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MTA’s Subway Action Plan leads to only modest improvements one year later

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The MTA’s plan to improve subway service hasn’t led to a large change

Incident On NYC’s Subway Snarls Morning Commute Into Manhattan Photo by Drew Angerer/Getty Images

It’s been a year since the MTA rolled out its Subway Action Plan in response to the meltdown of the city’s underground rail system, and anecdotally, at least, it’s hard to pinpoint what has improved. Riders still experience regular delays—perusing Twitter during a random evening rush hour makes that clear—and trains are still slow.

But what does the hard evidence say? As it turns out, that’s not great, either: Separate reports in the New York Times and the New York Daily News dig in to the MTA’s stats on subway performance, and reveal that there has been “minor progress in some areas, but no major boost in reliability, despite spending hundreds of millions of dollars on repairs,” as the Times puts it.

The “on-time rate for trains hovers near 65 percent on weekdays,” according to the Times—a number that has remained unchanged since the implementation of the subway action plan.

Granted, there has been some improvement: Major disruptions in June were down from the same time last year. And NYCT chief Andy Byford, who was appointed to his post last November, told the NYDN that one of his immediate goals is to ensure that, by the end of this year, 10,000 trains make it to their destination with no delay. NYCT is working to make that happen by fixing signal timers, which can lead to subway delays. Per the NYDN, some of the areas being looked at are along the 4 and 5 lines in the Bronx, Brooklyn, and Manhattan; in all, the agency will ID 20 areas affected by timers.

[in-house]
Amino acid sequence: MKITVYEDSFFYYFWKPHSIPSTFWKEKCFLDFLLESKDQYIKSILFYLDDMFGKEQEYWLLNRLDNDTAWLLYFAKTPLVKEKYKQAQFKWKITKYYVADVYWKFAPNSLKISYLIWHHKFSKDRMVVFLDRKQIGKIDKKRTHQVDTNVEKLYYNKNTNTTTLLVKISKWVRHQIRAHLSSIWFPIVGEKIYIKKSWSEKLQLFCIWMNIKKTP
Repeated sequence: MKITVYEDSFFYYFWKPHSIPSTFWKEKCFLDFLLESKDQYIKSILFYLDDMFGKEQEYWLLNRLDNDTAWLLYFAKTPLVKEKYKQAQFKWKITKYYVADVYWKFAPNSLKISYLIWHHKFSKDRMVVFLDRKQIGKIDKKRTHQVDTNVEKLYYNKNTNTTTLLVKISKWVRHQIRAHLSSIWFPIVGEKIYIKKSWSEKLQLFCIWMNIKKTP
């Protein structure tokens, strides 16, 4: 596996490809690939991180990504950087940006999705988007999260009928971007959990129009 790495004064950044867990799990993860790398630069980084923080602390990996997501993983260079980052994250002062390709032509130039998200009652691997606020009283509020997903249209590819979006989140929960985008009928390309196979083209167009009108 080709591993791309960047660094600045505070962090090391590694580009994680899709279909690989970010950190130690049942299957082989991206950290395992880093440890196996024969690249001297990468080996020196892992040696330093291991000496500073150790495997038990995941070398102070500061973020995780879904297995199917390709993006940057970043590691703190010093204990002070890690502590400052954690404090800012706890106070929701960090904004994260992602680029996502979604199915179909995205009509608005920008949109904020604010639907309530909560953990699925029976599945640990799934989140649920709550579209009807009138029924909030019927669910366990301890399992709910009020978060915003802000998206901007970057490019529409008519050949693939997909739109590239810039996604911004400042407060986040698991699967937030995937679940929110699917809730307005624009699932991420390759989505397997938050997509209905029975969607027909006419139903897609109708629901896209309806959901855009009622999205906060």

“I really want customers to notice a difference, tangible difference, by year end,” Byford told the NYDN. “Preferably before, but by year end.”

But as transit advocates emphasized to Curbed earlier this month, “the temporary fixes that have been made since then will be meaningless without a concerted effort to modernize the subway system.” That concerted effort—namely, Byford’s Fast Forward plan—will require a heavy investment; the estimated cost of the plan is $19 billion, and as of right now, a dedicated source of funding has yet to be implemented.